In this day and age, millenials are always seeking the next best thing. Unlike our parents who proudly say that they have spent 10 years at xyz company, young professionals are more interested in acquiring different experiences. The new mentality is to be able to touch different things in order to have a wider portfolio. This leads them to change jobs as often as they possibly can. However, it is important to analyze if doing so is a wise decision.
The amount of times you change jobs should be directly related to your personal and career goals. Depending on your sector of activities, job hopping can be viewed in different ways or from different perspectives. For creative jobs, it is more common to have multiple freelance gigs. Graphic designers for example, can allow themselves to work for different companies and still take on gigs. That does not mean that they are not serious about the job. It is just that doing this type of work allows them to have their hands in multiple places. In fact, some recruiters for creative positions are even looking for candidates who can take on different projects.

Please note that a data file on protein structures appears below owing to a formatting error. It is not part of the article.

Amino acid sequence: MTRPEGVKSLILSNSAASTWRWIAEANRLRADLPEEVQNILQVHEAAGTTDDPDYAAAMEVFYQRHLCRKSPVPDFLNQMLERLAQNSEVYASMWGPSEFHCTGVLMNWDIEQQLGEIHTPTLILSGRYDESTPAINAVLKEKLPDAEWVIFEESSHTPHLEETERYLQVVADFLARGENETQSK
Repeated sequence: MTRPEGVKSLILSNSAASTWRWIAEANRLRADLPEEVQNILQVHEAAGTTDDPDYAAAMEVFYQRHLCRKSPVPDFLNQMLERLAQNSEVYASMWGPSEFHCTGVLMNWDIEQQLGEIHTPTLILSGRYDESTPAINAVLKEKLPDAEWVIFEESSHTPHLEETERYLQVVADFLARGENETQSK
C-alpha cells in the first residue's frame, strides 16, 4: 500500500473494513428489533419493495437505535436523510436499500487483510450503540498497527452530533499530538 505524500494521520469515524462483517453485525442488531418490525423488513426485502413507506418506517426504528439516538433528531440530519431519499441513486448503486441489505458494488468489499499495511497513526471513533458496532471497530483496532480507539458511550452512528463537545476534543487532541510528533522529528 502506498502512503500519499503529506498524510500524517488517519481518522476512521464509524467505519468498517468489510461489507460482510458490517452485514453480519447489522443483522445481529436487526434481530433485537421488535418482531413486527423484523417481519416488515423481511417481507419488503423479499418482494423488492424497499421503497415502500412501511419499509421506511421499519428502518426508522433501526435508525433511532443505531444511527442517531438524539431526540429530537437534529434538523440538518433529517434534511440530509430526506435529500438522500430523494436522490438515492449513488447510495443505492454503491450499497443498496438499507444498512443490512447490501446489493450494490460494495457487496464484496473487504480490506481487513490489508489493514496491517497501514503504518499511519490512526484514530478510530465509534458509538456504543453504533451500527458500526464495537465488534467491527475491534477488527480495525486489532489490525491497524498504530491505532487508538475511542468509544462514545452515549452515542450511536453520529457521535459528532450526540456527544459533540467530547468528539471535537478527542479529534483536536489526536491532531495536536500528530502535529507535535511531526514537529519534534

For some careers, changing jobs (unless for serious reasons) does not play in your advantage. In fact, some recruiters might even see you as being unstable and indecisive. This will even lead them to think that you are unreliable. If you are applying to be an assistant for example, your recruiter will want to feel that they can count on you for the long run.
The important thing is to have a balance. You want to have enough stable experiences to allow your recruiter to trust you but you also want to have enough experience to increase your chances of being hired for different positions.
Avoid changing jobs just for the sake of it.
Make sure you have valuable reasons to leave your current position. At the end of the day, you want take a great impression, not seem unreliable.
There are no right or wrong answers when it comes to how often you should change your job. It is up to you to make the necessary researches about the industry and how this will reflect on you.
Ann-Sophie Ovile, Writer, Short Stints